JOHNSTON, Iowa — Potassium has been referred to as the mother of all nutrients for the numerous benefits it provides plants.
“Potassium can influence the efficiency of many other nutrients in our crop production system such as water use efficiency, drought tolerance, stalk quality, standability and disease tolerance,” said Troy Deutmeyer, Pioneer field agronomist.
Deutmeyer noted several field trials across the Corn Belt that show the impacts of both potassium and phosphorous on crops and optimum soil test range recommendations from those trials.
Iowa State University trials found year-to-year yield variability can be reduced by building up soil test potassium levels.
“Pioneer recommends for your soil test for potassium to generally be in that 200 to 250-plus parts per million range, that way we eliminate a lot of yield variability,” Deutmeyer said.
“In the soil test initiative conducted by Pioneer, we took thousands of soil tests in our customers’ fields and found 60% of those fields had potassium levels below 160 ppm. That’s a long way from the 200 to 250 that we recommend to try to maintain the yields stability from year-to-year.”
Customers often ask Deutmeyer what they can do to improve their nitrogen use efficiency and better manage their nitrogen.
“A lot of times their questions refer to the form of nitrogen they’re using or the rate or timing or application method. One of the first things that I ask them is what their soil test potassium levels are,” Deutmeyer said.
He referred to a study conducted at Ohio State University comparing nitrogen rates, soil test potassium levels and corn yields.
Plots with low potassium levels at 80 ppm and 280 pounds per acre of nitrogen yielded 167 bushels per acre. Plots with potassium levels of 139 ppm and 180 pounds per acre of nitrogen applied yielded 211 bushels per acre.
“That 44-bushel advantage tells us they had a nitrogen use efficiency of 0.85 which is a very high level of nitrogen use efficiency. That tells us that we can become very efficient with our nitrogen if we have adequate soil test levels,” Deutmeyer noted.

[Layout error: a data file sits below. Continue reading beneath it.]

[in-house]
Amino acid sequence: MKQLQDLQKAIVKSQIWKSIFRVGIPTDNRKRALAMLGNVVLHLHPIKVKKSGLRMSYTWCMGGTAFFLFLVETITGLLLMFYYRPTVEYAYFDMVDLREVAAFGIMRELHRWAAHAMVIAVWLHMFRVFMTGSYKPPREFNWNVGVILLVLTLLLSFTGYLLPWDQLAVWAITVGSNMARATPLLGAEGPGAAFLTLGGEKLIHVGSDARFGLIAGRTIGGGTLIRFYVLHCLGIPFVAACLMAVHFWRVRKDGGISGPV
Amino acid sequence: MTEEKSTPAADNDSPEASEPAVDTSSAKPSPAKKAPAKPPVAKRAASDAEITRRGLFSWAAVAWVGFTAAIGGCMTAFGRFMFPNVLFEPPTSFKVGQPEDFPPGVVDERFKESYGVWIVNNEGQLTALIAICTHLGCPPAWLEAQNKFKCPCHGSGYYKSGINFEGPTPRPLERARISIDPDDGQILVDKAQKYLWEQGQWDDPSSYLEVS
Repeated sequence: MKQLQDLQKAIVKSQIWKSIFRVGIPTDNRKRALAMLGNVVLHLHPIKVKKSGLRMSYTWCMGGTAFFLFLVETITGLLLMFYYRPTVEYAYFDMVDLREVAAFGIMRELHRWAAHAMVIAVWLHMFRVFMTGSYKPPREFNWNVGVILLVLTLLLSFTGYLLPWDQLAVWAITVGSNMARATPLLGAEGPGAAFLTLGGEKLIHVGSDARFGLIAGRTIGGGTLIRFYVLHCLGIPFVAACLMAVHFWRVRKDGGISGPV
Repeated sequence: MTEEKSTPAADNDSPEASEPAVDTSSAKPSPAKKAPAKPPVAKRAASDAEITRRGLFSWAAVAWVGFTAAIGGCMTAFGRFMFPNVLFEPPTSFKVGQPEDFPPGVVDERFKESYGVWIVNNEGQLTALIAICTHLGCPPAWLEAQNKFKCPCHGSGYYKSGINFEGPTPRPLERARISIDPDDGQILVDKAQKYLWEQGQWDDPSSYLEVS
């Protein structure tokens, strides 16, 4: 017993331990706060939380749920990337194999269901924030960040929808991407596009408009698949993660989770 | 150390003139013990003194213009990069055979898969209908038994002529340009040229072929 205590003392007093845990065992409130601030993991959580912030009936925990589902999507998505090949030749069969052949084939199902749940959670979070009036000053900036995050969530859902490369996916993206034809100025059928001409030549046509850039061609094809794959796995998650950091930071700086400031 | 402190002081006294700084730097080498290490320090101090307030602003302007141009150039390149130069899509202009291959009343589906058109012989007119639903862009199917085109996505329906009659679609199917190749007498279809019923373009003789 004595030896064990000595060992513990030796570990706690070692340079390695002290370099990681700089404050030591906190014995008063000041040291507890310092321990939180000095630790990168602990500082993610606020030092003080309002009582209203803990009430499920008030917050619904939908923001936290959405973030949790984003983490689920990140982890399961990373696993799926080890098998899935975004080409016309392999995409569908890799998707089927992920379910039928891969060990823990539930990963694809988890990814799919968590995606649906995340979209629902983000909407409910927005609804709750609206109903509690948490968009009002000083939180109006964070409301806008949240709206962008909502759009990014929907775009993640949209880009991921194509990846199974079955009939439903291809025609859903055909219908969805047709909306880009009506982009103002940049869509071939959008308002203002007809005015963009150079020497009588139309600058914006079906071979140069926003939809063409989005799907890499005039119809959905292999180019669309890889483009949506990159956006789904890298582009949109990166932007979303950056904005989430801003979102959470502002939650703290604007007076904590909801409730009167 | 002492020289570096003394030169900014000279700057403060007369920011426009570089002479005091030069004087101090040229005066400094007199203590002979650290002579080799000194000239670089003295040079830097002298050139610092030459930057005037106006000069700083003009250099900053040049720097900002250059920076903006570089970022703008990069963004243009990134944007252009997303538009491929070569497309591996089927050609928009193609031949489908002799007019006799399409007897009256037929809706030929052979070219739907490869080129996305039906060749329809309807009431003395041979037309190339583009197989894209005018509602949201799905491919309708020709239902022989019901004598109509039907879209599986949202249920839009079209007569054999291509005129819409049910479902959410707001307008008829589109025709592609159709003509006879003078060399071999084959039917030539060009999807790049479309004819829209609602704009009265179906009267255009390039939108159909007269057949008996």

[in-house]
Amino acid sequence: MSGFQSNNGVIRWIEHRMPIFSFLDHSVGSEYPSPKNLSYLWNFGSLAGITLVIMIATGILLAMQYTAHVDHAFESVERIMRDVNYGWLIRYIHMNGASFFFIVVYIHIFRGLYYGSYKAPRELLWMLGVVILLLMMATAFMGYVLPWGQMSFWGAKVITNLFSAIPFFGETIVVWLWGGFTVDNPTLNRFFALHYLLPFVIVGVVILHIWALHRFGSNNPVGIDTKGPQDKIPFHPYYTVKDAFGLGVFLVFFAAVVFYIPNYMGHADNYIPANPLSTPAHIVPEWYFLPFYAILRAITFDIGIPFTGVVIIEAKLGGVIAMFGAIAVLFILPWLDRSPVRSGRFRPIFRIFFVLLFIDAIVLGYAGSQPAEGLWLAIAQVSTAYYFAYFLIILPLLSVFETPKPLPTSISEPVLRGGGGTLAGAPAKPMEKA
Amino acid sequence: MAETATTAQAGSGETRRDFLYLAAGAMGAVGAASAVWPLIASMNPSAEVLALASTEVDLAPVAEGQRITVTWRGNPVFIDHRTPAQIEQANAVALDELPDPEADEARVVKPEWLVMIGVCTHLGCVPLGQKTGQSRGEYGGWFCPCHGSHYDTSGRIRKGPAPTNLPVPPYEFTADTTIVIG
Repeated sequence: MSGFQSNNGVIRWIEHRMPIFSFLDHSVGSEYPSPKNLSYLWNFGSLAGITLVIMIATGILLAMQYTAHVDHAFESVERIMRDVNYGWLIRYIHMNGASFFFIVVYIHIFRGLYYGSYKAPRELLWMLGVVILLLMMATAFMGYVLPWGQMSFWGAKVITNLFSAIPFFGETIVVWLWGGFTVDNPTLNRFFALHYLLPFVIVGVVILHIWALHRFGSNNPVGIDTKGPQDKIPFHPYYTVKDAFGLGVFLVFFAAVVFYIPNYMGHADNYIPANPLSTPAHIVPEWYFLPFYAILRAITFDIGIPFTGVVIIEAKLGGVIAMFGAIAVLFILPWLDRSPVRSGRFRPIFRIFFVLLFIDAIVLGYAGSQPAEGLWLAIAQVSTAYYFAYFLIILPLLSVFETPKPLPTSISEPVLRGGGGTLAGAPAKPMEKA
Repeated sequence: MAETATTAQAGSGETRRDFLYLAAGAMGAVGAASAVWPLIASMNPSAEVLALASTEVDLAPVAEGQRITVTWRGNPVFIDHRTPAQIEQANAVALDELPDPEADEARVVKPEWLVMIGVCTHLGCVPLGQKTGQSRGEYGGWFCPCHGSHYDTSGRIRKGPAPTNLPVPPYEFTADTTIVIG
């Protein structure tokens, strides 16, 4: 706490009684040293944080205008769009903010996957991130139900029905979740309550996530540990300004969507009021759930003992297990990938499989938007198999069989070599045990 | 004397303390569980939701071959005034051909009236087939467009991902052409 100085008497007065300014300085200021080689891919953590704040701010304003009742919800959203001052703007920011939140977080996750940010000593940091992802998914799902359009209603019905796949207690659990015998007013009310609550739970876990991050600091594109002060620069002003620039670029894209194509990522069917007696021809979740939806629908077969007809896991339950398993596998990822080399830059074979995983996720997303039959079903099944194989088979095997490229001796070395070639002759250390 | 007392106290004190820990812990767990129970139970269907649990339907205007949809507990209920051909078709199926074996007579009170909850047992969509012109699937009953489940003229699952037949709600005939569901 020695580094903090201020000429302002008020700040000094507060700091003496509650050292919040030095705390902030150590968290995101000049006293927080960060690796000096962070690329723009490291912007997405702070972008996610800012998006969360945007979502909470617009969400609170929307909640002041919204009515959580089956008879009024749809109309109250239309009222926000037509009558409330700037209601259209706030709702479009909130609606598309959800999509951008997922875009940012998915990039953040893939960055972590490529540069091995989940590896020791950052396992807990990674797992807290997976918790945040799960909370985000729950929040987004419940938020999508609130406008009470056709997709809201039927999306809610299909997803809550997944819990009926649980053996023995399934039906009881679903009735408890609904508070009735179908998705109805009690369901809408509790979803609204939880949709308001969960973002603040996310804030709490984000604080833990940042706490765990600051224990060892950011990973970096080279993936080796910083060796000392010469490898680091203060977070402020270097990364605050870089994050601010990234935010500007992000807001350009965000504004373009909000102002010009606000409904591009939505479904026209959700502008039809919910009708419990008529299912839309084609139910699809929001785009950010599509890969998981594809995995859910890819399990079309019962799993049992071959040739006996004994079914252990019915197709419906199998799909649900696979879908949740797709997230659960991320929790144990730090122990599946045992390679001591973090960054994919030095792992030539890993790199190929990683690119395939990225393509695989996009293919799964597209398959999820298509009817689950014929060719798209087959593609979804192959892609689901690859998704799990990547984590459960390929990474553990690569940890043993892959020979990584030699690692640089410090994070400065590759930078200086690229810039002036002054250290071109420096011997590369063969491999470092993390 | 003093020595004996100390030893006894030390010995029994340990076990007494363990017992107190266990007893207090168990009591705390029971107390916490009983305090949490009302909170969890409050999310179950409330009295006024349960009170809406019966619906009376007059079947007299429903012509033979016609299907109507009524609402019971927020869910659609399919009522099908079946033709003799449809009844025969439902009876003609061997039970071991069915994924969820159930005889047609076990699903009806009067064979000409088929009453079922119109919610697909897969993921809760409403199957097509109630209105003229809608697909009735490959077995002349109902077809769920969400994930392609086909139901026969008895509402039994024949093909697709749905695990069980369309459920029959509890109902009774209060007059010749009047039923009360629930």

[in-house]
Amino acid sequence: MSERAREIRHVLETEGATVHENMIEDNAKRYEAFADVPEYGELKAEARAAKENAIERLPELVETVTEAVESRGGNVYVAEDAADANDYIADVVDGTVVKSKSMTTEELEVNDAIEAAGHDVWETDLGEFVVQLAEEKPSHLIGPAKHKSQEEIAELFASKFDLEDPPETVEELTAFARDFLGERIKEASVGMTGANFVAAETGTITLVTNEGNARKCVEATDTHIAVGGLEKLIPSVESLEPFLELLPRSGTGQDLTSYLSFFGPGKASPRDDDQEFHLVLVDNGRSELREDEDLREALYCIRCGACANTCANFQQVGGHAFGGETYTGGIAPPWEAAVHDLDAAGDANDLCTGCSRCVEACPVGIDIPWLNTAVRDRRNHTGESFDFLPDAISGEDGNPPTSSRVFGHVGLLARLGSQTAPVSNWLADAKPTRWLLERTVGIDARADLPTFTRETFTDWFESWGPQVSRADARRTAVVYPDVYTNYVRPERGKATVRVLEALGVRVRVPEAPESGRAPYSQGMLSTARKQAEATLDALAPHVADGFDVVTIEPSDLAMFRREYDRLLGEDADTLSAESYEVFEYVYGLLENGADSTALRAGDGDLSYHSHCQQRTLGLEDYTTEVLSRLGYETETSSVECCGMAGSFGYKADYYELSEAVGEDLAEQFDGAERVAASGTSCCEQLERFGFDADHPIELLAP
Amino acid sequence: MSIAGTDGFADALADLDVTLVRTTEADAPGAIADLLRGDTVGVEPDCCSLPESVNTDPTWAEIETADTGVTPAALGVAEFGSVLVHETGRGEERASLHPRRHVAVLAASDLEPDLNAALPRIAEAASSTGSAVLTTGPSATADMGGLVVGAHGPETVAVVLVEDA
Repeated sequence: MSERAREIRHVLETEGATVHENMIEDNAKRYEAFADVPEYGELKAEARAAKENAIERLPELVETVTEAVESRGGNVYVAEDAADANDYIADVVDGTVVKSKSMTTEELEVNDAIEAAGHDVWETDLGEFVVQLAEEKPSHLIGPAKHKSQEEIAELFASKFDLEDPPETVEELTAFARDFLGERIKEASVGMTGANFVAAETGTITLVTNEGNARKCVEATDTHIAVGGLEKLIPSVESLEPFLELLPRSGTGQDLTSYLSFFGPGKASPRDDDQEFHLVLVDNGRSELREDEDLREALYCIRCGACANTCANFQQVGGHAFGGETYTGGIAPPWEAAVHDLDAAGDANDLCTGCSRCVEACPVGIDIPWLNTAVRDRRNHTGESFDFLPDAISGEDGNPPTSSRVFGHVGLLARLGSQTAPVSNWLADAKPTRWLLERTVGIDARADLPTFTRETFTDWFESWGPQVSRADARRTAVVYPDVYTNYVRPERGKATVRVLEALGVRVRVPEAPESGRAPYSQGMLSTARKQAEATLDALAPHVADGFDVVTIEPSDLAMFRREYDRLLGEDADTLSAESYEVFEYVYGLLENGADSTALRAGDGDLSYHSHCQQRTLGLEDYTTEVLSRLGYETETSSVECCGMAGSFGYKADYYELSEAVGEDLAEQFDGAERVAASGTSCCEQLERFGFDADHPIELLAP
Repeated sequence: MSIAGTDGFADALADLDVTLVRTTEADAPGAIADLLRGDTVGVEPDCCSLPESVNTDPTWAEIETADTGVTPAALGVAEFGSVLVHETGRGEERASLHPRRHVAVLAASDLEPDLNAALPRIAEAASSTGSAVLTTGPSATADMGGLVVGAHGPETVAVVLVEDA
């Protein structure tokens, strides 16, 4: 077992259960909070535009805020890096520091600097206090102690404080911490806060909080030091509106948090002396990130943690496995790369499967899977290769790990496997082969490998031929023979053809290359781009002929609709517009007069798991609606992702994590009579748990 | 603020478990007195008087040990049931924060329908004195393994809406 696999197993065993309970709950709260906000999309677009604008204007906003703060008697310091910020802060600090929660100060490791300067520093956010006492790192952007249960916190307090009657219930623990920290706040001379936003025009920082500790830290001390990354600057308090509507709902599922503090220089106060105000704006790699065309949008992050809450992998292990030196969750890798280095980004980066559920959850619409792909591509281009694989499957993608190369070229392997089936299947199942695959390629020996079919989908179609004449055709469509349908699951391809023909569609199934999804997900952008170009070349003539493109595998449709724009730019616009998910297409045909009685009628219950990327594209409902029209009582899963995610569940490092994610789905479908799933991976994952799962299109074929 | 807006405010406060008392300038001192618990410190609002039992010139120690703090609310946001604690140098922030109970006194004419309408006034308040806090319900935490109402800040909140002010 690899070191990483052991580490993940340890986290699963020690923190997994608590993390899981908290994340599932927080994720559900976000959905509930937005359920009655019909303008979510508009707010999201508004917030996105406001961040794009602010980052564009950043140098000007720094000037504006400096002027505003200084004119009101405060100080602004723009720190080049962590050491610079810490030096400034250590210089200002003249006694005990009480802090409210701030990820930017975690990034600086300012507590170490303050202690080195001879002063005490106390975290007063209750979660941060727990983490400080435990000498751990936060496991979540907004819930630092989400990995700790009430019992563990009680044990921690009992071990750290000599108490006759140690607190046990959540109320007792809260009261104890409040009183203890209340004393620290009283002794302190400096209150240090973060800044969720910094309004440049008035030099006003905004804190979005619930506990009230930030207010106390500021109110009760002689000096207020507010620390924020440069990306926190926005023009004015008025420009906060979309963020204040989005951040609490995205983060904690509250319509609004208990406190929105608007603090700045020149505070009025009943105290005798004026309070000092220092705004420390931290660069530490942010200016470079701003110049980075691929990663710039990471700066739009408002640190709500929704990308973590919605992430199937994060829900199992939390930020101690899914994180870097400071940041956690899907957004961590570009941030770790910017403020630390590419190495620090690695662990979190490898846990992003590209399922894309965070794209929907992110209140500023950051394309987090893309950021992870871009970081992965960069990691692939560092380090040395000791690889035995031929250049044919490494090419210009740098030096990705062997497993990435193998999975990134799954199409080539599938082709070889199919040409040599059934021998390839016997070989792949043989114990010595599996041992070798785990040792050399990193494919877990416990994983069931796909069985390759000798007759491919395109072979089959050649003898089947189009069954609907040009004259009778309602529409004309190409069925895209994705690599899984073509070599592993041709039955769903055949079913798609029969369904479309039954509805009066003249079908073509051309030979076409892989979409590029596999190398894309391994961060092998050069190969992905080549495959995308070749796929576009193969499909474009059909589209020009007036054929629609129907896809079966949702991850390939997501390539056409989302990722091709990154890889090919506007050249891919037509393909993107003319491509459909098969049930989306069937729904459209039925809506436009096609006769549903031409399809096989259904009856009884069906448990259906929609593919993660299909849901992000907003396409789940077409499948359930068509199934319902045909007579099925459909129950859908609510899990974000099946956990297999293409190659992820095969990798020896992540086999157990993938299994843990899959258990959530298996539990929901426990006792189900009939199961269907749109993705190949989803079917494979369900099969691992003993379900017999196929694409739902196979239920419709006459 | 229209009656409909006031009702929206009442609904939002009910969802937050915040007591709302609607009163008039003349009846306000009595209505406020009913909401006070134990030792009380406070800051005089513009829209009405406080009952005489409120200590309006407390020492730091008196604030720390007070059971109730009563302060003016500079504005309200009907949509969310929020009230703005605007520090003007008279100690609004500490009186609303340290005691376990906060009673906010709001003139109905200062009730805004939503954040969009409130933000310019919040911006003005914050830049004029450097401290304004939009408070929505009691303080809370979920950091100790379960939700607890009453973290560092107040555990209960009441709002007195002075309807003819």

Like nitrogen, potassium levels have a similar maximum return on investment.
Pioneer conducted trials in 20 eastern Iowa fields and found the yield curve flattens out at potassium soil test levels of 300 ppm.
“We really don’t see a need to be above this. At about 250 ppm the curve in the trials really starts to flatten out. That’s why we are recommending around that 200 to 250 ppm range,” Deutmeyer said.
Data from five years of Pioneer’s Intensively Managed Product Advancement Characterization and Training testing of corn across 133 locations found a 47-bushel difference between the low-yielding and high-yielding plots.
“There was a distinct trend as we move from high test to low soil testing in both phosphorous and potassium in our corn plots,” Deutmeyer explained.
“It also replicated in soybean plots where we had a 20-bushel difference between our low-yielding soybeans plots and our high-yielding soybean plots. There’s a very strong correlation in both phosphorous and soil test potassium levels as we move between those different yield levels.”
For phosphorous, trials found optimum yields were achieved when soil test levels ranged from 30 to 50 ppm.
“In our soil sample initiative, we found that 51% of the fields that our customers had that we were doing research in tested very low to low phosphorous levels,” Deutmeyer continued.
“Phosphorous is important for a whole bunch of different plant processes as well — photosynthesis, cell division, respiration, energy transport, storage and many other items.”
For livestock producers utilizing manure as a fertilizer, Deutmeyer referred to data that found when phosphorous soil test level reached 100 ppm or higher, yields decreased.
“There may be too much of a good thing. Take a look at your soil test. If you have fields approaching 100 ppm or above of phosphorous, it would probably be a really good idea to move those manure applications to another field,” he said.
“Not only can high phosphorous levels start to potentially limit and decrease yield, phosphorous is also a water quality concern, as well. The algae blooms that we see in our lakes, rivers and ponds are primarily due to excessive phosphorous.
“In summary, shoot for soil test potassium levels of 200 ppm to 250 ppm range. On phosphorous soil test let’s shoot for 30 to 50 parts per million range. That way we’ll be able to maintain those yields near 100% potential and that really almost weather proofs us a little bit in regards to protecting us from Mother Nature.”